SHOWING THE WEIGHT OF A GAS–SSENTIAL TO ITS EFFECTIVENESS IN TRENCH-WARFARE: BROMINE VAPOUR POURED FROM A BOTTLE; HOW THE HEAVY GAS FALLS, AS IT WOULD FROM A TRENCH. CREST BEFORE BEING BLOWN TOWARDS THE ENEMY BY THE WIND.


large quantities of nitric acid made by electrical processes from atmospheric nitrogen, the enemy cannot spare much for this purpose. Only two liquid elements are known, mercury and bromine; and the latter, which is closely allied to chlorine in all its properties, becomes a vapour at atmospheric templeratures, and boils at 59 deg. C. Germany produces practically the whole European supply from” traces of magnesium bromtde found in the great salt-mines at Stasslurt. It rs a reddish-brown liquid, and gives a vapour of the same colour. The question of whether England should retaliate in kind is a cery open one. The element of surprise is neededt to make gas attacks successful, and inasmuch as we have not the remotest chance of surprising the Germans, who expect and are prepared for retaliation, it is far better to keep our hands clean, and fight the same straight fight that has always pulled us through. A form of poisoning used by the enemy has been the use of amorphous phosphorus in the shrapnel shells used partly for the marking of ranges. Amorphous phosphorus is a violet-brown powder, largely used in the composition on safety- match boxes, and differs widely from yellow phosphorus in that it is non-poisonous and inflammable only at a temperature that converts it into the inflammable yellow form. A tmall cartridge of this included in the i8-pounder shell is converted by the heat of explosion inti the ordinary variety, which burns, giving a dense white fume of phosphorus pentoxide, which marks the position of the bursting shell by day and has conferred unon this


type of shell the name of ” woolly bear.” and a flame which performs the same marking func- tion by night. When, however, a fragment of such a ~hell inflicts a wound the phos- phorus poisons it and serious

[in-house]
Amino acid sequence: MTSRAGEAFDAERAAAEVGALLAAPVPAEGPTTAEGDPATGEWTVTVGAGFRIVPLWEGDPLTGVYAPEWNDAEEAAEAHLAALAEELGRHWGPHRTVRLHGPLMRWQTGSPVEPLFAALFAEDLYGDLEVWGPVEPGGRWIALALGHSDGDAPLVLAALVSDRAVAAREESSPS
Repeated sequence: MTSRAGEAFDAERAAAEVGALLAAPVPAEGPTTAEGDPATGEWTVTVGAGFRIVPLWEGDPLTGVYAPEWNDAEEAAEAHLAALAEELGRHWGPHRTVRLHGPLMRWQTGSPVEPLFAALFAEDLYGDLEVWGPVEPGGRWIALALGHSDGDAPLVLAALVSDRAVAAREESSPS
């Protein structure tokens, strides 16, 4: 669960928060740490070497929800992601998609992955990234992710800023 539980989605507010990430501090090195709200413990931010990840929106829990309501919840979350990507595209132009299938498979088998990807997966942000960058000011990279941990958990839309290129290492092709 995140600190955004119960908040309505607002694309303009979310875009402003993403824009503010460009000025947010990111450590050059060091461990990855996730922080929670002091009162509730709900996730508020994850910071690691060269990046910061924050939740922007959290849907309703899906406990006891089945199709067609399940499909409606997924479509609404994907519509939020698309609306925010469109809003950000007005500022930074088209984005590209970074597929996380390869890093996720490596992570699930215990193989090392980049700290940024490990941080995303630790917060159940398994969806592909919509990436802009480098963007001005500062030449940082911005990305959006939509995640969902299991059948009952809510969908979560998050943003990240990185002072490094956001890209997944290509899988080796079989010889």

com- plications ensue. Probably the phase of ” fright- fulness ” that in- terests the British public as much as any are the bombs dropped by aero- planes and Zeppe- lins, of which sev- eral distinct varie- ties are in use. The British Air Service during this war have used the “Marten Hale bomb,” and the executicn they have wrought in


WITH AN OUTER SIN OF HEMP : A GERMAN INCENDIARY BOMB DROPPED IN ENGLAND, AND EXTINGUISHED BY BEING PLACED IN A PAIL OF WATER. Phao. by Sport and Gnral.


their numer- ous and brilliant raids speaks well for the con- struction of these deadly instruments. The bpmbs are of two types-shrap-


nel and high explosive. The former carries an explosive charge of 4 lb. 2. or. of trinitrotoluene, and 321 steel balls, which, with fragments of the shell, will often give over wooo pieces propelled on bursting with enormous force. The latter type, designed for dropping on war-ships and fortified positions, where structural damage is the important effect, carries an explosive charge of 6 lb. if T.N.T. Besides these, incendiary bombs are used, which differ somewhat from those used by the enemy, and which, for manifest reasons, cannot be discussed. The incendiary bombs used by the Germans consist of an outer skin wound round with tarred rope, and containing a charge composed of a mixture of very finely divided aluminium and oxide of iron, which, when ignited, develops an enormous amount of heat owing to the combination of the oxygen of the oxide of iron with the aluminium. This mixture is known in trade as ” thermit.” and was successfully introduced for practical use by Goldschmidt in 1898; it is now largely used for weld- ing rails and other iron and steel structures, and also for repairing castings-indeed, for any purpose for which intense local heating is desired. In many of these bombs there is a layer of amorphous phos- phorus at the base, which, converted into phosphorus vapour by the heat of the thermit reaction, burns with a rush of poisonous flame, igniting everything around, giving burns which, if not fatal, are poisoned and most difficult to get to heal, and also pro- ducing a cloud of fumes of phosphorus pentoxide.



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Issue 3980. - Vol CXLVII

Jul, 31 1915

Illustrated London News